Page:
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J Leukoc Biol. 2008 Dec;84(6):1462-71. doi: 10.1189/jlb.0108038. Epub 2008 Sep 4.

Bacterial infection alters the kinetics and function of iNKT cell responses.

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Department of Pathology, University of Chicago, Chicago, IL, USA.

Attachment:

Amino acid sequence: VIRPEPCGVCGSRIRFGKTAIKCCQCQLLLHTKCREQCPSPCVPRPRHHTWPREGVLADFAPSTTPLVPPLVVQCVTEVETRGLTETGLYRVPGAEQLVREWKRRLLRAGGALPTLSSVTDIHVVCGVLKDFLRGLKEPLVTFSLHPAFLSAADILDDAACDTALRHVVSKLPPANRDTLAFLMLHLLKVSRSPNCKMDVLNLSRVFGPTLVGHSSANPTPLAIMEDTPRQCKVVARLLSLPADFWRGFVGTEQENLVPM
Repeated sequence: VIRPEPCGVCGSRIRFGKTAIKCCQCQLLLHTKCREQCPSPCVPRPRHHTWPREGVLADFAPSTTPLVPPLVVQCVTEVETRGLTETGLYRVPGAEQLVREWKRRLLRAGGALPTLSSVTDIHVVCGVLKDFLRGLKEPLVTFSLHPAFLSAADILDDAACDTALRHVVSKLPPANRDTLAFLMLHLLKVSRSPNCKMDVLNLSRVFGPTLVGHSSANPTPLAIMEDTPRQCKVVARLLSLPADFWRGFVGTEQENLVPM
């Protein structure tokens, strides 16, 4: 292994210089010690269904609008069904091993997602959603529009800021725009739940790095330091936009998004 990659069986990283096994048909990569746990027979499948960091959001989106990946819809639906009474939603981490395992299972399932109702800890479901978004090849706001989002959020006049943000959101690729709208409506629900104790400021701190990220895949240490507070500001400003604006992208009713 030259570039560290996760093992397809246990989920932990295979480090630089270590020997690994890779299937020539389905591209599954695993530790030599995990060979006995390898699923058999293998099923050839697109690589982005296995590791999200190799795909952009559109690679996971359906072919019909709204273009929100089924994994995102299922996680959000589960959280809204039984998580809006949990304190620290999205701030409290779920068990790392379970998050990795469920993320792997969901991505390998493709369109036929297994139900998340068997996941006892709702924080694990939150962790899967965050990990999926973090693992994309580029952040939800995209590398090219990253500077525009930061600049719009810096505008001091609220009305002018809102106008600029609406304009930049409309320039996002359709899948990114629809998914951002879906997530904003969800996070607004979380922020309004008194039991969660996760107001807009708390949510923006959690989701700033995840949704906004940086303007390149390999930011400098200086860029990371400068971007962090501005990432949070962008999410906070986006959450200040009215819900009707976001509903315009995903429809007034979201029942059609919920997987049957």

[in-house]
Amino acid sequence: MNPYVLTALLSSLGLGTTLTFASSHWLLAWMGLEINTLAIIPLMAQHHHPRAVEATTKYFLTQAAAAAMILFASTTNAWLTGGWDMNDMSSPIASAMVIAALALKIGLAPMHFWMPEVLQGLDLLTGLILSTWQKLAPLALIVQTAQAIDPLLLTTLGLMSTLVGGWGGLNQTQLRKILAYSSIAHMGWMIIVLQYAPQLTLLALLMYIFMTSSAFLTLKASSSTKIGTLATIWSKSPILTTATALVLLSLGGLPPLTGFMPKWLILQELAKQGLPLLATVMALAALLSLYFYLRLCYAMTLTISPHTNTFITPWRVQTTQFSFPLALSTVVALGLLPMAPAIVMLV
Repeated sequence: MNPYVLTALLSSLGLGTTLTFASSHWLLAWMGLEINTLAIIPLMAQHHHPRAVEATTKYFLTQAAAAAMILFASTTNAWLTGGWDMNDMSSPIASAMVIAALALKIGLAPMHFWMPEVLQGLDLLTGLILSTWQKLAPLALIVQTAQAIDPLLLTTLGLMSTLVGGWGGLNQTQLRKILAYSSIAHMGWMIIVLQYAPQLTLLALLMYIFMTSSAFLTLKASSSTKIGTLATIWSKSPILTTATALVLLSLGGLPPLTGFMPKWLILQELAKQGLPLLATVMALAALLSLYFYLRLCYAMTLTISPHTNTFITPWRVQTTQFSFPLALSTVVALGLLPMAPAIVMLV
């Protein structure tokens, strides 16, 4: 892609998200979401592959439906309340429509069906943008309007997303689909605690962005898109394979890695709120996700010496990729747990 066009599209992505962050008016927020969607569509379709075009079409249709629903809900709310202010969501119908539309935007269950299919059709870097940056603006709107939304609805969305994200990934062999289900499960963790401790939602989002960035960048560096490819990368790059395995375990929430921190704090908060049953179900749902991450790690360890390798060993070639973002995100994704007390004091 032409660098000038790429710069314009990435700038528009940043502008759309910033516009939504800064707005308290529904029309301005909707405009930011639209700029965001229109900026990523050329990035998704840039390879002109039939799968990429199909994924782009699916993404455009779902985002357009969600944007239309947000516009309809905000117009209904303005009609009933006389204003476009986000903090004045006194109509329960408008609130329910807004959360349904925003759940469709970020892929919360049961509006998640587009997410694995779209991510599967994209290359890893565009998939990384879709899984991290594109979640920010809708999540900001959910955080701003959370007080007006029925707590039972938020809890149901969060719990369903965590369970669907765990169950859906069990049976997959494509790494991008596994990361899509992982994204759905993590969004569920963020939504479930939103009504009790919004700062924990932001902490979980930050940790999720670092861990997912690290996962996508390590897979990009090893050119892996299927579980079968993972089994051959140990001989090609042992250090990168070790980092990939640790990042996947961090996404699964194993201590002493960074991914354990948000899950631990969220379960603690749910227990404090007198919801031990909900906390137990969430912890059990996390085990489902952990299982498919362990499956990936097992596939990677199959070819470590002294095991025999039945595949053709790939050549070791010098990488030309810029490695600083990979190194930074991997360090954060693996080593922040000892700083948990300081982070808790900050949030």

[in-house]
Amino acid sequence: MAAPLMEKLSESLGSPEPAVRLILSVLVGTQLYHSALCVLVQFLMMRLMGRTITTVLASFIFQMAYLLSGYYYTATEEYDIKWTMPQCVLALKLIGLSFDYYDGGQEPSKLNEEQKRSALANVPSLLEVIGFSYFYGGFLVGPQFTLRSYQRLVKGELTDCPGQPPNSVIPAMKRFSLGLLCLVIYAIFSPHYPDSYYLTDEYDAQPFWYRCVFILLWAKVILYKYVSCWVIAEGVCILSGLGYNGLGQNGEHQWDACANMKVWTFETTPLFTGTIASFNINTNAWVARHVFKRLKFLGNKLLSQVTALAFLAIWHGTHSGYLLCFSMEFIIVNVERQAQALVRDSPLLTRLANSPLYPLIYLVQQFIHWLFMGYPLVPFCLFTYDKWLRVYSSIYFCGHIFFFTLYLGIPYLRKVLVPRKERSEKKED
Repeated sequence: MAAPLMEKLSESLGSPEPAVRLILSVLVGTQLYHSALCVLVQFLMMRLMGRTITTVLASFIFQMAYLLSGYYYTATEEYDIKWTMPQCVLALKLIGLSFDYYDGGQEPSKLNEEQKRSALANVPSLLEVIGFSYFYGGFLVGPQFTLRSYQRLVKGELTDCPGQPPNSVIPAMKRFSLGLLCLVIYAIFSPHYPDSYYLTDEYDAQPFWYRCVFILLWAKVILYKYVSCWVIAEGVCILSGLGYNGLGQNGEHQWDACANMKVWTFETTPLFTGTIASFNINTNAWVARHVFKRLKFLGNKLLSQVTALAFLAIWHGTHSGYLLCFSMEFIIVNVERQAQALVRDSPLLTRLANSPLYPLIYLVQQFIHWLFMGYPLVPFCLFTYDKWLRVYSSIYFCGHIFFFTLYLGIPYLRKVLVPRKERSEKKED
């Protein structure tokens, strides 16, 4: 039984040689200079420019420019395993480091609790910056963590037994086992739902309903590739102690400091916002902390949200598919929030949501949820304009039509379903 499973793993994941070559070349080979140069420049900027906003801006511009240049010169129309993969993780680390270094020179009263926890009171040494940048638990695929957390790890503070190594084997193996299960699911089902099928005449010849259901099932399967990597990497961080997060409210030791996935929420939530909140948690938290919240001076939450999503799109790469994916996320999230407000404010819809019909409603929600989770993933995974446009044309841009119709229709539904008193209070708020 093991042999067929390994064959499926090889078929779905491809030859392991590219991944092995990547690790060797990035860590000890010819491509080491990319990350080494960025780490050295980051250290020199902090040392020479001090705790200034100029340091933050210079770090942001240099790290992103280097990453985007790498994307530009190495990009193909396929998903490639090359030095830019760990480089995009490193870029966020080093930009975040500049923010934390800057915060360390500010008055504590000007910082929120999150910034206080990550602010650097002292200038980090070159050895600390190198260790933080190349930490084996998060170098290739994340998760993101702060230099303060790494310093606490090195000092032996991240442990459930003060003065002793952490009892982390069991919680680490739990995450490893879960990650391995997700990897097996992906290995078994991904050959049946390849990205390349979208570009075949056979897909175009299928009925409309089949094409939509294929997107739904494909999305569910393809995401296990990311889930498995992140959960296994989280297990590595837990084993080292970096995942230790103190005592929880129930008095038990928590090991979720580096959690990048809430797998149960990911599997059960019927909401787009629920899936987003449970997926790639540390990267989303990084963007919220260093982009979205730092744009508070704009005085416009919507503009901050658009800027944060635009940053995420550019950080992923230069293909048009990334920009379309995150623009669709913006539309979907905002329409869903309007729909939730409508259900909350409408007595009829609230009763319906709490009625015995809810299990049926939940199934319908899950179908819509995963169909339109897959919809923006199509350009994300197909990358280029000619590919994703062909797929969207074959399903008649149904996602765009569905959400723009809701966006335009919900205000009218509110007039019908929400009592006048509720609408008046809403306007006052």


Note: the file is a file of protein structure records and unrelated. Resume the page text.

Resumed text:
CD1d-restricted Valpha14 invariant NKT cells (iNKT) are innate-like, immunoregulatory lymphocytes that play critical roles in autoimmunity, tumor surveillance, and infectious disease. Although iNKT cells are activated during microbial infection, the impacts of infection on the function of iNKT cells have not been fully characterized. Using a Listeria monocytogenes (LM) infection model, we found that iNKT cells failed to expand after infection, resulting in prolonged loss in the spleen, in contrast to the typical expansion and contraction of conventional T cells. iNKT cells from LM-infected mice responded more rapidly to secondary LM infection; however, they became functionally hyporesponsive to antigenic challenge for at least 1 month. This infection-induced hyporesponsiveness was also induced by Mycobacteria infection and was more profound in LM-infected, thymectomized mice, suggesting that infection-primed iNKT cells might have altered functionality. Interestingly, activation with alpha-galactosylceramide-loaded dendritic cells was able to overcome infection-induced hyporesponsiveness of iNKT cells, suggesting a role for extrinsic factors in this functional deficit. Taken together, these findings suggest that infection affects iNKT cell responses quantitatively and qualitatively. As humans are under constant microbial insult, predictions of iNKT cell function based on naïve animal models may not accurately reflect iNKT cell behavior in a clinical setting.

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